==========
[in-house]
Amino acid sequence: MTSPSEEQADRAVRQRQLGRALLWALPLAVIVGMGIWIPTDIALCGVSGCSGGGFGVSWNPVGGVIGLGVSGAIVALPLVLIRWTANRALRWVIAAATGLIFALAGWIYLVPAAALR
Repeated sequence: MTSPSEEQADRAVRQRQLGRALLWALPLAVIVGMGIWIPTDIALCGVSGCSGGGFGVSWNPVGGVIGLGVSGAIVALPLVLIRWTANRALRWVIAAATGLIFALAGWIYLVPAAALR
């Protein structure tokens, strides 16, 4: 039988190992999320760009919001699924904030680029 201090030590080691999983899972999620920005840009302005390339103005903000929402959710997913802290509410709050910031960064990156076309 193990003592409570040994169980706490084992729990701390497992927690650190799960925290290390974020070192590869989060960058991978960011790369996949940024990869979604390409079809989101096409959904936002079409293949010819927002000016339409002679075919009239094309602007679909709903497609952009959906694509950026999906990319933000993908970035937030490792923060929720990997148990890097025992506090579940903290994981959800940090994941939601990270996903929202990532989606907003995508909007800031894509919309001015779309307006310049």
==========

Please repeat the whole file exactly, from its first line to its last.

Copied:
[in-house]
Amino acid sequence: MTSPSEEQADRAVRQRQLGRALLWALPLAVIVGMGIWIPTDIALCGVSGCSGGGFGVSWNPVGGVIGLGVSGAIVALPLVLIRWTANRALRWVIAAATGLIFALAGWIYLVPAAALR
Repeated sequence: MTSPSEEQADRAVRQRQLGRALLWALPLAVIVGMGIWIPTDIALCGVSGCSGGGFGVSWNPVGGVIGLGVSGAIVALPLVLIRWTANRALRWVIAAATGLIFALAGWIYLVPAAALR
């Protein structure tokens, strides 16, 4: 039988190992999320760009919001699924904030680029 201090030590080691999983899972999620920005840009302005390339103005903000929402959710997913802290509410709050910031960064990156076309 193990003592409570040994169980706490084992729990701390497992927690650190799960925290290390974020070192590869989060960058991978960011790369996949940024990869979604390409079809989101096409959904936002079409293949010819927002000016339409002679075919009239094309602007679909709903497609952009959906694509950026999906990319933000993908970035937030490792923060929720990997148990890097025992506090579940903290994981959800940090994941939601990270996903929202990532989606907003995508909007800031894509919309001015779309307006310049």